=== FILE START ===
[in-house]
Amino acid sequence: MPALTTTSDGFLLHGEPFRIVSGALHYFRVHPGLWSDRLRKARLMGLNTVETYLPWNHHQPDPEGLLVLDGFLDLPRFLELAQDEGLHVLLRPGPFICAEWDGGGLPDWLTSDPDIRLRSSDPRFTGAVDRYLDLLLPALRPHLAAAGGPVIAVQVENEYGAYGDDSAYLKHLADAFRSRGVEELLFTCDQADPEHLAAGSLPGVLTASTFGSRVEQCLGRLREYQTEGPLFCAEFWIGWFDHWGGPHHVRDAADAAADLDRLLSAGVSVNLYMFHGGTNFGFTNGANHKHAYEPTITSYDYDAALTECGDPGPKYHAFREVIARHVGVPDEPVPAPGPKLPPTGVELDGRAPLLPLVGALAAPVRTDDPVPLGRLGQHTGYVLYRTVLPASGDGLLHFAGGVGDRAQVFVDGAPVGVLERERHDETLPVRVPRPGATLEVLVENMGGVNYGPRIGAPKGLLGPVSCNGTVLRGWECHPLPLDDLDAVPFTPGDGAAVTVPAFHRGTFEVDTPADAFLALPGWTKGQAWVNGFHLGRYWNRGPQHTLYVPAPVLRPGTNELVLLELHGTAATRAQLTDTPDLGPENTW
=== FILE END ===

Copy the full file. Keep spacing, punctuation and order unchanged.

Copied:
[in-house]
Amino acid sequence: MPALTTTSDGFLLHGEPFRIVSGALHYFRVHPGLWSDRLRKARLMGLNTVETYLPWNHHQPDPEGLLVLDGFLDLPRFLELAQDEGLHVLLRPGPFICAEWDGGGLPDWLTSDPDIRLRSSDPRFTGAVDRYLDLLLPALRPHLAAAGGPVIAVQVENEYGAYGDDSAYLKHLADAFRSRGVEELLFTCDQADPEHLAAGSLPGVLTASTFGSRVEQCLGRLREYQTEGPLFCAEFWIGWFDHWGGPHHVRDAADAAADLDRLLSAGVSVNLYMFHGGTNFGFTNGANHKHAYEPTITSYDYDAALTECGDPGPKYHAFREVIARHVGVPDEPVPAPGPKLPPTGVELDGRAPLLPLVGALAAPVRTDDPVPLGRLGQHTGYVLYRTVLPASGDGLLHFAGGVGDRAQVFVDGAPVGVLERERHDETLPVRVPRPGATLEVLVENMGGVNYGPRIGAPKGLLGPVSCNGTVLRGWECHPLPLDDLDAVPFTPGDGAAVTVPAFHRGTFEVDTPADAFLALPGWTKGQAWVNGFHLGRYWNRGPQHTLYVPAPVLRPGTNELVLLELHGTAATRAQLTDTPDLGPENTW